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After Pulling District 1 Ballots, Workers Begin Canvassing Ballots From Across Baltimore

City elections workers spent Thursday carefully separating City Council District 1 mail-in ballots from a mass of ballots from residents across the city at a hot warehouse in West Baltimore. The process delayed the counting of citywide mail-in ballots, which kicked off Friday morning.

A proofing error in the District 1 ballots rendered the initial results of the area’s Democratic council race between incumbent Zeke Cohen and challenger Paris Bienert and judge of the circuit court race unreliable. To attain accurate results, Baltimore City Board of Elections workers, working in teams of two, copied information from the original District 1 ballots by hand onto new ballots that can be accurately read by scanners. 

“City Council Zeke, no judges selected,” one worker said Tuesday as another double-checked and recorded results. “City Council Paris, no judges.” 

The Maryland Board of Elections blamed the District 1 error on its mail-in ballot vendor, SeaChange, a Minnesota firm. In a statement, the board said it flagged the problem to the vendor during a drafting process, but that the vendor sent the error-ridden ballots out to a portion of District 1 voters anyway. 

  

As the workers sorted through the ballots on Thursday, District 1 campaign staffers observed, including Bienert herself.

 

“I never expected to be in this situation,” Bienert said. “There's been a lot of unpredictable things that have come up through the course of this campaign and this and just this election season for all candidates in Baltimore City.”

As the coronavirus pandemic heightened in March, Gov. Hogan tasked the state board with Maryland’s first ever mail-in election. The election has seen a barrage of problems that have led some officials to call for elections head Linda Lamone’s resignation, including Lt. Gov Boyd Rutherford. 

Ballots to city voters arrived later than those sent to the rest of Maryland. Some residents never received them at all, but when they showed up to vote at the polls, they were told they already vote – and those few in-person polling places had hours-long lines.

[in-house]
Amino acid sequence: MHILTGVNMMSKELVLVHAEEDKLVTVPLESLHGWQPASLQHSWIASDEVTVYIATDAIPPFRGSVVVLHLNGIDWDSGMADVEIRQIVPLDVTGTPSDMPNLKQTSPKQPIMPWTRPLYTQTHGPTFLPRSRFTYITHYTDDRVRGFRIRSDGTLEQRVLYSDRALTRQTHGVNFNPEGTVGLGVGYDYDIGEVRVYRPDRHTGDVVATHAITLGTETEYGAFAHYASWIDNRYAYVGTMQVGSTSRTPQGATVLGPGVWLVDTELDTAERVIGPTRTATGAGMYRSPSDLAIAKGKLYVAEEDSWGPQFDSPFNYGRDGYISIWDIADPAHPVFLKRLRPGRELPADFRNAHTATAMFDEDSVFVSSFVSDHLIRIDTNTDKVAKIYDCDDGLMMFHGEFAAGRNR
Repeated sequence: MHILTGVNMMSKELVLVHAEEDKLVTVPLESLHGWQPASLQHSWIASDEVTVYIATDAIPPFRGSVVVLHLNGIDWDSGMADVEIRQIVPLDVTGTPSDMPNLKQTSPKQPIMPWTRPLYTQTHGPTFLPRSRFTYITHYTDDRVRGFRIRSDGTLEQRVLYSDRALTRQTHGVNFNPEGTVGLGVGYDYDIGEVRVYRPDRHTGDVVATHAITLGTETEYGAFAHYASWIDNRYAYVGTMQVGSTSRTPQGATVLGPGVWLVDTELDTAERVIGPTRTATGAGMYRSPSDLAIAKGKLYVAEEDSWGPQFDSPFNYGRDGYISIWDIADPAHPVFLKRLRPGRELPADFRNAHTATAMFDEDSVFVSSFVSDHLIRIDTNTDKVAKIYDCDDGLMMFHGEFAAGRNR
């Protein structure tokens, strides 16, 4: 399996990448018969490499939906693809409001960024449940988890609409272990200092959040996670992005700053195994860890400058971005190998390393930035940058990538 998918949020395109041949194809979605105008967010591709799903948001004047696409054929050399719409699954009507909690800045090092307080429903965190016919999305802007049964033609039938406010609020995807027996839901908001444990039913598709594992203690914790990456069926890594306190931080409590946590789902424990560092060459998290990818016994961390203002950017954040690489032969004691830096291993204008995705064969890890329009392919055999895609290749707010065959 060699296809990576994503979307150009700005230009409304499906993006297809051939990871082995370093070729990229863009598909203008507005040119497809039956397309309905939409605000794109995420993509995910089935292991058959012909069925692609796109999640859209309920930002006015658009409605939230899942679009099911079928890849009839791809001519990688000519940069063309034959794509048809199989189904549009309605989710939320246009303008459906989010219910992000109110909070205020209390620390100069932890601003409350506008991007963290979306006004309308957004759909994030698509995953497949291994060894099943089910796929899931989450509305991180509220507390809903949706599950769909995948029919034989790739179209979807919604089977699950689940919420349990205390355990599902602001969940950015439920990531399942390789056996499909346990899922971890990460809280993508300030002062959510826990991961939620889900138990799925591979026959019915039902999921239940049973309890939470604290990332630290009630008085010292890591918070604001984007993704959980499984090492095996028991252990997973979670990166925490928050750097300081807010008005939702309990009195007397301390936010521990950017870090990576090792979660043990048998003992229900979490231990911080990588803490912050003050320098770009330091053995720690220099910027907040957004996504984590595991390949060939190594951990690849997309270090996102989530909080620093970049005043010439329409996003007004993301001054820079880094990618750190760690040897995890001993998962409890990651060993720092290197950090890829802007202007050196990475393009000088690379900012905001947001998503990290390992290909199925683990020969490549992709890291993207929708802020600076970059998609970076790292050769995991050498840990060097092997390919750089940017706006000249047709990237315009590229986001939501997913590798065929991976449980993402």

After those polls closed up at about 11:00 p.m. Tuesday night, the state elections board first posted preliminary elections results pulled from early mail-in ballots delivered before primary day. Then, in the wee hours of Wednesday morning, the board pulled the data entirely after realizing the error in District 1 ballots; the inaccurate results said Bienert was beating Cohen with more than 40 times the amount of votes than the incumbent had. The board did not explain the removal until hours later.  

Robbie Leonard, an attorney for Cohen’s campaign, watched the canvassing unfold on Thursday. 

“We don't think anybody should be put in this situation,” he said. “There's going to be another day and another time to figure out what went wrong and who's responsible for it. We want to make sure it doesn't happen again in November…. and we want the voters to know that our elections are done right.”

"If you're talking about results in general for the whole election, we're probably talking somewhere into next week, the end of next week." - Armstead Jones, Baltimore City Election Director

By the end of Thursday, elections workers had counted 3,662 ballots from District 1. Cohen came out on top with about 63 percent of the votes counted. 

Incomplete results as of Friday afternoon have former mayor Sheila Dixon leading the Democratic mayoral primary by 30.5 percent; City Council President Brandon Scott follows her at 24.7 percent while Mary Miller has 16.7 percent. 

Del. Nick Mosby has a solid lead in the city council president’s race at 39.5 percent; Councilwoman Shannon Sneed trails him at 27.4 percent while former Councilman Carl Stokes has 24.3 percent.

In the heated comptroller’s race, Councilman Bill Henry has an edge over longtime incumbent Joan Pratt; Henry has 51.6 percent while Pratt has 48.4 percent.

On Friday, the workers will continue to separate and canvass District 1 ballots and will begin to canvass ballots arriving to the warehouse from across the city. The city board of elections said it will post the unofficial results at the end of each canvassing day.  

Baltimore City Elections head Armstead Jones said the District 1 ballot error is not on his office and that he never had any direct communication with the ballot vendor.

“We had scanned 85,000 ballots approximately, and after that we had to pull out the district one ballot styles,” he said.  

The process has greatly slowed down the city’s overall election certification, the longtime city elections head said. 

“If you're talking about results in general for the whole election, we're probably talking somewhere into next week, the end of next week,” he said. “It could be later.” 

Armstead Jones said there are lessons to be learned from Tuesday and that his office will keep them in mind as November looms nearer. 

Earlier this spring, Maryland elections head Lamone asked Gov. Hogan to determine whether November’s election will be mail-in by mid-June. He has not yet decided.

 

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